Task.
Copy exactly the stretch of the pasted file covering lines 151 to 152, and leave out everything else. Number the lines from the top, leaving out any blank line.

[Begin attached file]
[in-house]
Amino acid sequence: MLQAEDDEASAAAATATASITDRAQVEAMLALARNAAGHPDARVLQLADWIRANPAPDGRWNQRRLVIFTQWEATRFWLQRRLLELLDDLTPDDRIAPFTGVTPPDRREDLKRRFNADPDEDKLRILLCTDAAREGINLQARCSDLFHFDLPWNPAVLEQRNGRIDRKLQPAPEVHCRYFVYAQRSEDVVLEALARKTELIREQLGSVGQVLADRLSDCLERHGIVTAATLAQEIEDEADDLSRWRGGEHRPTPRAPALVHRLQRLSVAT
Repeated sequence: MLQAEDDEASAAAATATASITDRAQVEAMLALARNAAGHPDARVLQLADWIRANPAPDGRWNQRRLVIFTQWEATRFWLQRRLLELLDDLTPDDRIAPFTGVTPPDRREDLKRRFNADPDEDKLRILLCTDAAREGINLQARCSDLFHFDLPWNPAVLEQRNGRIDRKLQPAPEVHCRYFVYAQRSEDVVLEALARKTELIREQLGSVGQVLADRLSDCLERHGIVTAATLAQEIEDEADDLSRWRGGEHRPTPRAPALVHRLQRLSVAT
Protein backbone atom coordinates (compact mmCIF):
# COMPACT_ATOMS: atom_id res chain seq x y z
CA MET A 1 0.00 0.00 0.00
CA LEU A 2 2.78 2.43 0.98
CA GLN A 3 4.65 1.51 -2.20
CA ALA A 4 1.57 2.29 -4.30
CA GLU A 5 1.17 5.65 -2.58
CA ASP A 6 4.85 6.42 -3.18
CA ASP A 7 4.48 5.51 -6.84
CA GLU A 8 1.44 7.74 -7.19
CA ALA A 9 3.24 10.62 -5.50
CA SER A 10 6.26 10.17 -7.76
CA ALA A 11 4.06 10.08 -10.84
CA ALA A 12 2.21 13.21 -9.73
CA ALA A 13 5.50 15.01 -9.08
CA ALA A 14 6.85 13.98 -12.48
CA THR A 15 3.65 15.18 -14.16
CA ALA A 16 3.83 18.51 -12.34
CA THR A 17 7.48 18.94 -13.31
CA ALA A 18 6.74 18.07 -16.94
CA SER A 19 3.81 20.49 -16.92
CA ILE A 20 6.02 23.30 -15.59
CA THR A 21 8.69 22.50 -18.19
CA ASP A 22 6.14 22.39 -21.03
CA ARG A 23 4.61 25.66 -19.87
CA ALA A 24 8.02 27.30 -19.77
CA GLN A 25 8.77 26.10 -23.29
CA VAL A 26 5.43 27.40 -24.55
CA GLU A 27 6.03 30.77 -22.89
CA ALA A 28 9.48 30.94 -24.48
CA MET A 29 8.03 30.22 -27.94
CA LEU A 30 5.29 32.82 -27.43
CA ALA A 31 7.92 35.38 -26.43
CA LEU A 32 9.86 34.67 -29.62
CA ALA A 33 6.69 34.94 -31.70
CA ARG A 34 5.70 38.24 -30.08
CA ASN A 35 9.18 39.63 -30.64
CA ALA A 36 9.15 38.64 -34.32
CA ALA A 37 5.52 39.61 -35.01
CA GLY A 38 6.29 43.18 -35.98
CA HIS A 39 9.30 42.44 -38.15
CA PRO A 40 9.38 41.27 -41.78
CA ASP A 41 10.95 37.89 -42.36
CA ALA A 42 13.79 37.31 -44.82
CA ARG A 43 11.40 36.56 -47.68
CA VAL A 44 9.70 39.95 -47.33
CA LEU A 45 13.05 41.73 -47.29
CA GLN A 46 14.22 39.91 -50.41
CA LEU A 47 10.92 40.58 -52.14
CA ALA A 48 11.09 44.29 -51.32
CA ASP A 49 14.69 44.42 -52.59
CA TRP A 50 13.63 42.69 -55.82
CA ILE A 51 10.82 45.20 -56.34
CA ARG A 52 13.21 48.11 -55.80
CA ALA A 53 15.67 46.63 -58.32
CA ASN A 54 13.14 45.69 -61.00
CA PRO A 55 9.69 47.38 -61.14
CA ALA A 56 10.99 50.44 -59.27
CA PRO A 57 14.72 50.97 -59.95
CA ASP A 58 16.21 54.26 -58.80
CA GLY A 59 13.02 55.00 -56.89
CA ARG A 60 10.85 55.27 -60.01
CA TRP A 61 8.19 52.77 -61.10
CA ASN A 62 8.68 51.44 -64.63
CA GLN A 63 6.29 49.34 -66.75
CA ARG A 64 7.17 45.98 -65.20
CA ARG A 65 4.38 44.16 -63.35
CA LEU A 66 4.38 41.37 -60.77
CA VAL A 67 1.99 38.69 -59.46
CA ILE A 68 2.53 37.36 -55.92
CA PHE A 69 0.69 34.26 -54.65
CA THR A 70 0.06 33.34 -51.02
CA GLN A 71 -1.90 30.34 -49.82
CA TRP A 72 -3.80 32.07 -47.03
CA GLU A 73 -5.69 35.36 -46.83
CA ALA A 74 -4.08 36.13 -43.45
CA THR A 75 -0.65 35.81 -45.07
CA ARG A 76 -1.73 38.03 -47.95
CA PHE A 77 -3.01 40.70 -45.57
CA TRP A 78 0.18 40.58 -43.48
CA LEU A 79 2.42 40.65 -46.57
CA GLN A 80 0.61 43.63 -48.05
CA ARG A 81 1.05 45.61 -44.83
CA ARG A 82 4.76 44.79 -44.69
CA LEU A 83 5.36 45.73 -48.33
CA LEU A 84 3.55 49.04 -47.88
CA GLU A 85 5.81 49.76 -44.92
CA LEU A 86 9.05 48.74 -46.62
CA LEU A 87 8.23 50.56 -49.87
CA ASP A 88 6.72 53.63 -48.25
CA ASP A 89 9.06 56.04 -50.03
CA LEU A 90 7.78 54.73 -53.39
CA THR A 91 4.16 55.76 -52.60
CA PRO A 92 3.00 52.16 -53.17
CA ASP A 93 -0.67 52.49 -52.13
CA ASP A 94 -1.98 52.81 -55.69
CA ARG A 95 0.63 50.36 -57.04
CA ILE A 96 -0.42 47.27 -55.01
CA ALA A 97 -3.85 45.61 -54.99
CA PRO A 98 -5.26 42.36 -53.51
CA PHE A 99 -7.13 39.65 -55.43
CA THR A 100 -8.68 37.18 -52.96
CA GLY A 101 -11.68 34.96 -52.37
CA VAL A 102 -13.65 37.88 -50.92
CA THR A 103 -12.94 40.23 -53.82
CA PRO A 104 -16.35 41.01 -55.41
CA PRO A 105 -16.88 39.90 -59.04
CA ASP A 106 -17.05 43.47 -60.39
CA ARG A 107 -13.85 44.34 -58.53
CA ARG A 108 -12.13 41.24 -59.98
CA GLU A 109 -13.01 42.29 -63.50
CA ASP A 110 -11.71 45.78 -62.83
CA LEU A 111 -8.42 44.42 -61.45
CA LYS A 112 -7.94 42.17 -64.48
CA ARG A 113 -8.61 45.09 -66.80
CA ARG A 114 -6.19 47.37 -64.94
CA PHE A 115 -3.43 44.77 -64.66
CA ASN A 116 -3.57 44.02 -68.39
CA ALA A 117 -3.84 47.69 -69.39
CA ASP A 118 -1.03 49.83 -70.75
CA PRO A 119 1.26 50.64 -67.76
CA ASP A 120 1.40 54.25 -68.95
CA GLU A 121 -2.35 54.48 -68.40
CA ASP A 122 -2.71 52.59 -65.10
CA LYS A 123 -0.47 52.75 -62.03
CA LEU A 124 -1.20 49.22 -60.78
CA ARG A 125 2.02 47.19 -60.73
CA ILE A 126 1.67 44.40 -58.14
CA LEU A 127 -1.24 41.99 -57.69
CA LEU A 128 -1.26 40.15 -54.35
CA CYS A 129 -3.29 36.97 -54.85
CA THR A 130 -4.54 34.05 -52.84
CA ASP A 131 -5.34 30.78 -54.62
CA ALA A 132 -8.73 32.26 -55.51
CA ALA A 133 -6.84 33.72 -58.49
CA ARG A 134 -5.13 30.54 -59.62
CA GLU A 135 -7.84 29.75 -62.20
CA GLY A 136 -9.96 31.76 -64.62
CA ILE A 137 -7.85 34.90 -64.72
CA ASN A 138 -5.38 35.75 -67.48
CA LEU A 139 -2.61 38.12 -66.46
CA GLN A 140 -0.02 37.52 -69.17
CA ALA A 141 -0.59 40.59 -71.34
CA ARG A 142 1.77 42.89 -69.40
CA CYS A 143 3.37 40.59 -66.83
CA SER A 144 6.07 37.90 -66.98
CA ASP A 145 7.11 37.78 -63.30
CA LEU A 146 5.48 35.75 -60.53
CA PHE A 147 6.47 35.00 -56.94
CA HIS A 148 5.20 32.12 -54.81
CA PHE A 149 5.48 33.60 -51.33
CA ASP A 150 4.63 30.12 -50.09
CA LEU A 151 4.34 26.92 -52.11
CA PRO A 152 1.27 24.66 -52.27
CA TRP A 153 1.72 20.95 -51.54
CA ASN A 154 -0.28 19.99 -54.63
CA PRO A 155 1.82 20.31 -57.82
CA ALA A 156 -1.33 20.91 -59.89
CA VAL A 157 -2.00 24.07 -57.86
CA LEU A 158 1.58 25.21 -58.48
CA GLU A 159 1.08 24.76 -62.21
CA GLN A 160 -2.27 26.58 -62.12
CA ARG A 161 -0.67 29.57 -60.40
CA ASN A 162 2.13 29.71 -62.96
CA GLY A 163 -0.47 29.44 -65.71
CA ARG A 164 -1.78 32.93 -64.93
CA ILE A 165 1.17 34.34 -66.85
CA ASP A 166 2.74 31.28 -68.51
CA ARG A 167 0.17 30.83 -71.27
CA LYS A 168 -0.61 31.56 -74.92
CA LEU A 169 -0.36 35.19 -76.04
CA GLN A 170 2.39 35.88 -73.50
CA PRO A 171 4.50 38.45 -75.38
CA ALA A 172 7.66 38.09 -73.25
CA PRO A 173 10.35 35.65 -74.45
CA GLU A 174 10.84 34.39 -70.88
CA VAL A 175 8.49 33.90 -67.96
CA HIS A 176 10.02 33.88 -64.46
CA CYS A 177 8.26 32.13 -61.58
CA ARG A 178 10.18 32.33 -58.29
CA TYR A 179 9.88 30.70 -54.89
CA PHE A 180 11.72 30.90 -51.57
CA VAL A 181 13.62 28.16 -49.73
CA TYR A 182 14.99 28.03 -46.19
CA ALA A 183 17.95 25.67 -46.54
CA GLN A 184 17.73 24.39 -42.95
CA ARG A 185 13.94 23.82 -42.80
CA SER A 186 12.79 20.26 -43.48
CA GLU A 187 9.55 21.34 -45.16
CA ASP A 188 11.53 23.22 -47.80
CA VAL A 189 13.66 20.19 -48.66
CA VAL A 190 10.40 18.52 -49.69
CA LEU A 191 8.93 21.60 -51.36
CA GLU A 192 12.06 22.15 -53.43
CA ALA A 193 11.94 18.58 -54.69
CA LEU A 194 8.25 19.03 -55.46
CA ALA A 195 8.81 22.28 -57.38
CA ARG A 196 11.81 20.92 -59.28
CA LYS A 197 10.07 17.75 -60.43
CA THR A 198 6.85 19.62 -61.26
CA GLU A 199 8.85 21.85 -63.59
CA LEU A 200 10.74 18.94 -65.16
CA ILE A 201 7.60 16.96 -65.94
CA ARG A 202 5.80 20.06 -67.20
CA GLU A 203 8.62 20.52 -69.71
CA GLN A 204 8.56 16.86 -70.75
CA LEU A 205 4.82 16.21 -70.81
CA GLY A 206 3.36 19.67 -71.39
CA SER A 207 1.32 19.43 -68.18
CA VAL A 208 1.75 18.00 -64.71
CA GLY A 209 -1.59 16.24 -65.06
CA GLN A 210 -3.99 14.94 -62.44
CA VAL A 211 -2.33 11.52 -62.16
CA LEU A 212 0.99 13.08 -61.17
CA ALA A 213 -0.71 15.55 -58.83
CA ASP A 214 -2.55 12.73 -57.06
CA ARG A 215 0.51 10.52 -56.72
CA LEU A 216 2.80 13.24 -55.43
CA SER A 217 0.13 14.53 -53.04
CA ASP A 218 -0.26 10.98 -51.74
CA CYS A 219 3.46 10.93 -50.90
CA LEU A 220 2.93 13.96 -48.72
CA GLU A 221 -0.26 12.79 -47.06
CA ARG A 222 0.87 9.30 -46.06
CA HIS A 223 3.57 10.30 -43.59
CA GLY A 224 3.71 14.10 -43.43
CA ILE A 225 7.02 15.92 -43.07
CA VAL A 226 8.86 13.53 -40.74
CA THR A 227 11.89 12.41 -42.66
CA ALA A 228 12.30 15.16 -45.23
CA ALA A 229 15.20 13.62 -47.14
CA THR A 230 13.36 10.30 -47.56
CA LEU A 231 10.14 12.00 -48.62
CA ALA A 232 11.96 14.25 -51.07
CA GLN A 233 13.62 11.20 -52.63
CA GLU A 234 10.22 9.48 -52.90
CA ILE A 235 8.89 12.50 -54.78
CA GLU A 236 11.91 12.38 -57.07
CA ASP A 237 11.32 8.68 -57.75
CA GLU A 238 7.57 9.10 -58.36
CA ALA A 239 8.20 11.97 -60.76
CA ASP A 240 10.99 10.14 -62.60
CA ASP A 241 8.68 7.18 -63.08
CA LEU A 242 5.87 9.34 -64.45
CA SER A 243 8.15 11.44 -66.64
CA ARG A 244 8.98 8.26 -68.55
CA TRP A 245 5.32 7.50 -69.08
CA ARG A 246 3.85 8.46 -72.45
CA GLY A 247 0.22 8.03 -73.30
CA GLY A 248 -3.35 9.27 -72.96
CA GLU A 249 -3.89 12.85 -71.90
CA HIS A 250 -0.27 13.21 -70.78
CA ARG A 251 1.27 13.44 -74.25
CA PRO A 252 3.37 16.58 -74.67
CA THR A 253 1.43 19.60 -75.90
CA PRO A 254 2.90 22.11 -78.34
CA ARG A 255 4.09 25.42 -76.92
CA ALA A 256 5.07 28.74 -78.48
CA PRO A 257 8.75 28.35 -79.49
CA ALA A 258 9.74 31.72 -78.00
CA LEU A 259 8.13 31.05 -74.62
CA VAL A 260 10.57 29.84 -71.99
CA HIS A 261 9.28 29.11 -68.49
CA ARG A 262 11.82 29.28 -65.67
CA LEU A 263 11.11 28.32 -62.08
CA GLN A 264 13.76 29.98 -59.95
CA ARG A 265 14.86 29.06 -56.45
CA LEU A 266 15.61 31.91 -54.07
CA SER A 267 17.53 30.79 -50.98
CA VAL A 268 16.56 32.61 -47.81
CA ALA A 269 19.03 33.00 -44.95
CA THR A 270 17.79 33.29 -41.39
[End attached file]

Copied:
CA LEU A 146 5.48 35.75 -60.53
CA PHE A 147 6.47 35.00 -56.94